This is what moral bankrupcy looks like:
Execution rescheduled to accommodate Pam Bondi fundraiser
After [Florida Governor Rick] Scott last month rescheduled the execution for Sept. 10, the date of [Attorney General Pam] Bondi’s “hometown campaign kickoff” at her South Tampa home, Bondi’s office asked that it be postponed. The new date is Oct. 1.
Scott said Monday that he did not know the reason for the request, and he declined to answer when asked whether he considers a campaign fundraiser an appropriate reason to reschedule an execution.
The focus of the article to which I’ve linked is on delaying justice. But that’s only half of the story. For people like me, who oppose the state killing its citizens (even those who commit crimes), the other half of the story is the utter and complete moral bankrupcy of telling a healthy human being that you’re going to take him out of a cage on September 10 to pump his body full of poison and then, after he’s suffered with that knowledge for a little while, tell him that you’ve changed your mind, that he’ll get to live for a few more weeks because of the AG’s previously scheduled fundraising event, and that you’ll just poison him to death on October 1 instead.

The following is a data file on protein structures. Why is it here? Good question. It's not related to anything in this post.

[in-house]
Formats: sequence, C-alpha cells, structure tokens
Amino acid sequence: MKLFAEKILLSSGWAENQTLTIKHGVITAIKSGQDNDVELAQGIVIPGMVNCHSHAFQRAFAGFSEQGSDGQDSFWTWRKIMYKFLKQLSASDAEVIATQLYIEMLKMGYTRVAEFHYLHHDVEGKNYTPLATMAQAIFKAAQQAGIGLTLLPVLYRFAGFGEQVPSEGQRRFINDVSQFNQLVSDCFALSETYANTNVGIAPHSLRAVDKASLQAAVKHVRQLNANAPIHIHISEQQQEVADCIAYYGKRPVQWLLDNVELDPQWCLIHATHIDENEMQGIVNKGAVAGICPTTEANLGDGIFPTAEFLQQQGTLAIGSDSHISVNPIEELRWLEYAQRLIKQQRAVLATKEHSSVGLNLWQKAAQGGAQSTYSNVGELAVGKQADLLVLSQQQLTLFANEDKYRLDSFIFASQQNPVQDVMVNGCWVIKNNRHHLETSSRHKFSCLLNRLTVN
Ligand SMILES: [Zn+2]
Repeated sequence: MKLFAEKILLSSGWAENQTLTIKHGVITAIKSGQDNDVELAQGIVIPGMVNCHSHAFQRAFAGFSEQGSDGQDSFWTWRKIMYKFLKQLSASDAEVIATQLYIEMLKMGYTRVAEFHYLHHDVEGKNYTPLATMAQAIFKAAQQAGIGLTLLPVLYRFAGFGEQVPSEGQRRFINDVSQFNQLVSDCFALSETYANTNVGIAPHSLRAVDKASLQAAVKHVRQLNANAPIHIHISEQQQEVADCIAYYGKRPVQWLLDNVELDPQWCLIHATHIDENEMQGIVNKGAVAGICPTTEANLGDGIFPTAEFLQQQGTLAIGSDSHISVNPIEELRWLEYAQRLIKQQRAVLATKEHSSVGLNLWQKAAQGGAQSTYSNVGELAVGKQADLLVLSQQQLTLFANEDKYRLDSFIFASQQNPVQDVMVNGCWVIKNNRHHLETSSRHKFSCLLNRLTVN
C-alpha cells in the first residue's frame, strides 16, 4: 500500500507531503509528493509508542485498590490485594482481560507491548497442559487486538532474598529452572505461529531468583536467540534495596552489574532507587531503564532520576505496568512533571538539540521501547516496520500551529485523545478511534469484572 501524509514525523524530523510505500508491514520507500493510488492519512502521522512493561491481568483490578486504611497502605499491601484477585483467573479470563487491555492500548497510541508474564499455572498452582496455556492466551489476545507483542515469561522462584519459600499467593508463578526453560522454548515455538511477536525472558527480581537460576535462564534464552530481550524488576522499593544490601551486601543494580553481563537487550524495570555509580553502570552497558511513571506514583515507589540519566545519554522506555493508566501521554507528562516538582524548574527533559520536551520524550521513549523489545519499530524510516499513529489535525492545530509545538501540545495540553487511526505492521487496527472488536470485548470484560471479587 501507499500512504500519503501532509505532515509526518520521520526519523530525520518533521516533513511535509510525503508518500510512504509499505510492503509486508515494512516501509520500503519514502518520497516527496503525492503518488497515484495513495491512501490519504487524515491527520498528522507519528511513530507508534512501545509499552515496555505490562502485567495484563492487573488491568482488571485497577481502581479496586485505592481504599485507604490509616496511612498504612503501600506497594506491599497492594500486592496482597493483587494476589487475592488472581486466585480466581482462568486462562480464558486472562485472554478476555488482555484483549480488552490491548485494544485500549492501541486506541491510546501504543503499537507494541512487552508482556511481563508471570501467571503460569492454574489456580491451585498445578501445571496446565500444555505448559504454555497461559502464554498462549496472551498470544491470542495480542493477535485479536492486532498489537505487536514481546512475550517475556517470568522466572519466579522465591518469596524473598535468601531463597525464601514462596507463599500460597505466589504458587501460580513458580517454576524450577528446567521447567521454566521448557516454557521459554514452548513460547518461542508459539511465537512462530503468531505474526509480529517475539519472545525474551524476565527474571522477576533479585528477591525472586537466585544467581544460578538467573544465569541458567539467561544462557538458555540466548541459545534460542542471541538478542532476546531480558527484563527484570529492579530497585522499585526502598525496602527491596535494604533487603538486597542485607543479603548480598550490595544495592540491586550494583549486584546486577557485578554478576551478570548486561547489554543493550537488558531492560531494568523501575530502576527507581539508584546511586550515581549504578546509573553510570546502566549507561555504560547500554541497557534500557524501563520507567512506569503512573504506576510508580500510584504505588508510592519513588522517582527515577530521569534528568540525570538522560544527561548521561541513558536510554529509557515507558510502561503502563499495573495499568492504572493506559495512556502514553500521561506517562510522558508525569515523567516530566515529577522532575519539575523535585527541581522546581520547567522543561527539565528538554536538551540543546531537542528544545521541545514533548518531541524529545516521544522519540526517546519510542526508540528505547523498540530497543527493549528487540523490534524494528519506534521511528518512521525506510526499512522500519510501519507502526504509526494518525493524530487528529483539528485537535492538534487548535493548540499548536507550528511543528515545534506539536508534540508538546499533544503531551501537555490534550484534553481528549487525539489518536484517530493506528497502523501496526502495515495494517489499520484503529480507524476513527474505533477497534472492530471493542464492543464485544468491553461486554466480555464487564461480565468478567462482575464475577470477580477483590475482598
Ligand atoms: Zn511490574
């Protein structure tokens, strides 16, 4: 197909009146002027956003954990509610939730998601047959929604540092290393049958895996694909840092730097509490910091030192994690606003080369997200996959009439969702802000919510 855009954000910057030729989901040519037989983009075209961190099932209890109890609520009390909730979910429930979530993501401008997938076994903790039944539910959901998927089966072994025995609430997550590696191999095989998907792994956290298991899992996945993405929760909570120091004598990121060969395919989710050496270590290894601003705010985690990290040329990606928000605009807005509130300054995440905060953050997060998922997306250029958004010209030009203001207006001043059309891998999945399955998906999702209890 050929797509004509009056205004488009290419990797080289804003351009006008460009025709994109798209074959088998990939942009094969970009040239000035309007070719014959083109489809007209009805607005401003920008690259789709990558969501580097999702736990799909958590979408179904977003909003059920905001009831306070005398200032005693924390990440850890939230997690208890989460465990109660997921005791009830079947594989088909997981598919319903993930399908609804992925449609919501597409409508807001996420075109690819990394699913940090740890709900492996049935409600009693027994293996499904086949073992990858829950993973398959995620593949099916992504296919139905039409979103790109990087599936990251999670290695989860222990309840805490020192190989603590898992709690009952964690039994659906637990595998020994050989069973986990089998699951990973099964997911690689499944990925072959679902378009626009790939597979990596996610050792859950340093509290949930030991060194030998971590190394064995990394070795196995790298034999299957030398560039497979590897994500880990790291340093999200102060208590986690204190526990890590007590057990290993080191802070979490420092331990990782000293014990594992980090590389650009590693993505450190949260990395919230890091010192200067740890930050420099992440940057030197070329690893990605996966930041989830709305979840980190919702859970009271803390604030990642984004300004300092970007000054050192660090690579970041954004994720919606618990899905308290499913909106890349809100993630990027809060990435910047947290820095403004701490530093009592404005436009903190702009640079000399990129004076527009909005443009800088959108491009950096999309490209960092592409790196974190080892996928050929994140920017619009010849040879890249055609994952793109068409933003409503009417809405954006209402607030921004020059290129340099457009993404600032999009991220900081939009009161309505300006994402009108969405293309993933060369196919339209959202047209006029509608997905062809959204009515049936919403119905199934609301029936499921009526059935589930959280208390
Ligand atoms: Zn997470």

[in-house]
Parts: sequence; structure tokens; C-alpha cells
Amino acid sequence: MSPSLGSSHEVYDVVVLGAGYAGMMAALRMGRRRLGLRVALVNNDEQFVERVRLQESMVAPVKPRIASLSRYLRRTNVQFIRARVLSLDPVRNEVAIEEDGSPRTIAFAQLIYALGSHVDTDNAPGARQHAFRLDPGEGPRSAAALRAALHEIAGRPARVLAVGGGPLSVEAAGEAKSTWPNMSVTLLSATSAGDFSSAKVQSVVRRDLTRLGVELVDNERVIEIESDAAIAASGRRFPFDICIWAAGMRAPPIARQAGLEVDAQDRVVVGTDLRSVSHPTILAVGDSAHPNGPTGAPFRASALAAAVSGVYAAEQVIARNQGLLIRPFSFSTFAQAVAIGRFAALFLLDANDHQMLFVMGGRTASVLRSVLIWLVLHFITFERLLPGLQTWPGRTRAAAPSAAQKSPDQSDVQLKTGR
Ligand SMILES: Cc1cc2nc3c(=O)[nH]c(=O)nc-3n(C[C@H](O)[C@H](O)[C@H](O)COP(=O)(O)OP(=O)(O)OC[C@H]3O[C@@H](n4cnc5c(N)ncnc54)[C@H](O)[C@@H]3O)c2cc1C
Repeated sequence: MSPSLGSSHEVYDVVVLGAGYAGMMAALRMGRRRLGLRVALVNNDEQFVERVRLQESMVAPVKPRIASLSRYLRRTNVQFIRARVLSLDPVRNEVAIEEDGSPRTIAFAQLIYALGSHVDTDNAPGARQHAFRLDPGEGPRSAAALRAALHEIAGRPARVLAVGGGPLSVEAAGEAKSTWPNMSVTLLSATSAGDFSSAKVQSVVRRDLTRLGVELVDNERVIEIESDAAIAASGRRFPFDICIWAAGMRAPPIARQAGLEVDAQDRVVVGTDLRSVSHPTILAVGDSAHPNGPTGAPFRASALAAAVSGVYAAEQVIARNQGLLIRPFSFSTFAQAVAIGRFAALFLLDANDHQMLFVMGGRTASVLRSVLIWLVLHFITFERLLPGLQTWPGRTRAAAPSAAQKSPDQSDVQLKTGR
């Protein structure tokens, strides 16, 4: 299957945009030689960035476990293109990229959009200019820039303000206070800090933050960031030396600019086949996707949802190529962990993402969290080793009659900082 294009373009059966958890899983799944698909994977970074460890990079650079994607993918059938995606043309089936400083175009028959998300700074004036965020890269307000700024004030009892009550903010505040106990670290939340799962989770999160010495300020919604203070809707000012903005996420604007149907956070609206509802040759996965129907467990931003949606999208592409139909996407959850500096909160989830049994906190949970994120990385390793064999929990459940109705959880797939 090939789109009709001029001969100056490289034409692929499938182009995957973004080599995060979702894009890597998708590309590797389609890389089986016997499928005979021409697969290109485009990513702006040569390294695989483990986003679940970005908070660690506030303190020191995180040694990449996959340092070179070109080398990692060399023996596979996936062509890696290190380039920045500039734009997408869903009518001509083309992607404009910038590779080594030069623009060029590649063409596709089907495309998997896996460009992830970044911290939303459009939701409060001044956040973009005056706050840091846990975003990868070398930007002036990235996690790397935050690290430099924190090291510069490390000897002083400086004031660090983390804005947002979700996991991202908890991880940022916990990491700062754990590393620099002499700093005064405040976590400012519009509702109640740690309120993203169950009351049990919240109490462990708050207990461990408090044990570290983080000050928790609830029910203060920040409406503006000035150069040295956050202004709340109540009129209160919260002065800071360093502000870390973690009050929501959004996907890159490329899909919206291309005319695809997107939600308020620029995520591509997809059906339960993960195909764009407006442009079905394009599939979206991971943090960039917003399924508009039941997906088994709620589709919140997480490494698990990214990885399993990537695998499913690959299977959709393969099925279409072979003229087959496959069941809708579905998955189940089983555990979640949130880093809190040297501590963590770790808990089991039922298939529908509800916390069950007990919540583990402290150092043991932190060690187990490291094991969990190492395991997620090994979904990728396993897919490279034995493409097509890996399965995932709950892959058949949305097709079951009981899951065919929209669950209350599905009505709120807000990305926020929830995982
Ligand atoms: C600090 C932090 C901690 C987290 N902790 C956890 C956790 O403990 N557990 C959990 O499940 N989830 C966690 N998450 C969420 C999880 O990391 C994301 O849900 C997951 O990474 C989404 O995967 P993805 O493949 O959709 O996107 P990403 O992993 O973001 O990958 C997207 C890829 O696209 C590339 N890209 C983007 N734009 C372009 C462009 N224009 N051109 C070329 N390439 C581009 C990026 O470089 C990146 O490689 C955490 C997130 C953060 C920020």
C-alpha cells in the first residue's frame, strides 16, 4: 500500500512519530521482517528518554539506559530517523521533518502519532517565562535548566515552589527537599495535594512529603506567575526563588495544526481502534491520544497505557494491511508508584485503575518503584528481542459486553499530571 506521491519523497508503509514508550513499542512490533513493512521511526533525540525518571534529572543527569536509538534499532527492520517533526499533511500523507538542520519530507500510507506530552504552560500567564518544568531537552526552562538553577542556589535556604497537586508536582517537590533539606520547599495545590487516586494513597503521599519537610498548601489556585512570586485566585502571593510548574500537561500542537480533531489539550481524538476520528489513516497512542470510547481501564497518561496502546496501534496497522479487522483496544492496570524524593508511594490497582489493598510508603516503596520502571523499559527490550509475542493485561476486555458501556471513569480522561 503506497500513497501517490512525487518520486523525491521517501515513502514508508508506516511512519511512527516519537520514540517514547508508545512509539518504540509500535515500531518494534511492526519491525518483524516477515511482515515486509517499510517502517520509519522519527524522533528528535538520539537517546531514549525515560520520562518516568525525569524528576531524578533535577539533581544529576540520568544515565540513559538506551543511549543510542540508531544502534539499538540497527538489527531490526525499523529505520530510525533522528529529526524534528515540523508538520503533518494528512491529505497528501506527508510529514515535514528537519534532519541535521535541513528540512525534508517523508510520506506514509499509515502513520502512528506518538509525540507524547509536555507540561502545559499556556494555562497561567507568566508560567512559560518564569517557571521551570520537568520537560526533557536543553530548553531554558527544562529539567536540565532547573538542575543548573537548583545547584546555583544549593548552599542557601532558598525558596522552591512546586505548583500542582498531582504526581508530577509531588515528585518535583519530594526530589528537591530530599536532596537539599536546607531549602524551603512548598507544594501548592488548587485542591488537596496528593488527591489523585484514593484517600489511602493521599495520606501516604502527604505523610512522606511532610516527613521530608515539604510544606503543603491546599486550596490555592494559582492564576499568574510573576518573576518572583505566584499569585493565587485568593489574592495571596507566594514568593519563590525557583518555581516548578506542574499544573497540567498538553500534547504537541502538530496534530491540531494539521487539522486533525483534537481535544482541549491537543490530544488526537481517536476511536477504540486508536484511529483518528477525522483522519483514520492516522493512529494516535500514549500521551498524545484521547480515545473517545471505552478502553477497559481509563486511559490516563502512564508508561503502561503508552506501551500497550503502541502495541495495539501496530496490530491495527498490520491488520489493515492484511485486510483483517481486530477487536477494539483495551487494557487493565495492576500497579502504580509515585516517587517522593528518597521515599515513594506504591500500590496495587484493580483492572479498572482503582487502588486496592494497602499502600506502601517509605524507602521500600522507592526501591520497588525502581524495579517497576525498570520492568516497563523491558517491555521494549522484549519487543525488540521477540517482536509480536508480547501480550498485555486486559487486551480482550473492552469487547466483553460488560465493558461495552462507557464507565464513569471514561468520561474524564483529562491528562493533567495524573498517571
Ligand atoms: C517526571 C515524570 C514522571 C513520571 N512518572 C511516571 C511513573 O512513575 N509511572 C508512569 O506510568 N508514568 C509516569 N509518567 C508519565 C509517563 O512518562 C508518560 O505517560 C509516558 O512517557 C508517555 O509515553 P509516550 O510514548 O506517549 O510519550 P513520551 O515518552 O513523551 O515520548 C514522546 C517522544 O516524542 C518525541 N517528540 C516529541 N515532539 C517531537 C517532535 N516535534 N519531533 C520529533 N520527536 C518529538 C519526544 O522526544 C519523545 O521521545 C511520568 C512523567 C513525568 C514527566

This is torture, plain and simple, and it’s inherent in our death penalty system; most of the time, of course, it happens because of legal challenges that result in last minute stays of execution. But in this case it’s being done not in a last ditch attempt to save the life of the condemned man, but to ensure that the state official who wants to kill him can also have a nice time at her fundraising party.
Ah, Facebook: Where logic goes to die.
Making powerful statements in 140 characters.
HT: Patrick Jones.
In the wake of an absolutely horrific and brutal crime in Omaha, one local politician raced to make the tragedy all about immigration.
Gubernatorial candidate Charlie Janssen took to Twitter to blame “illegal immigration” for the crime. Days later he took to the opinion page of the Lincoln Journal-Star to respond to a letter written by Lincoln resident Daniel Moser: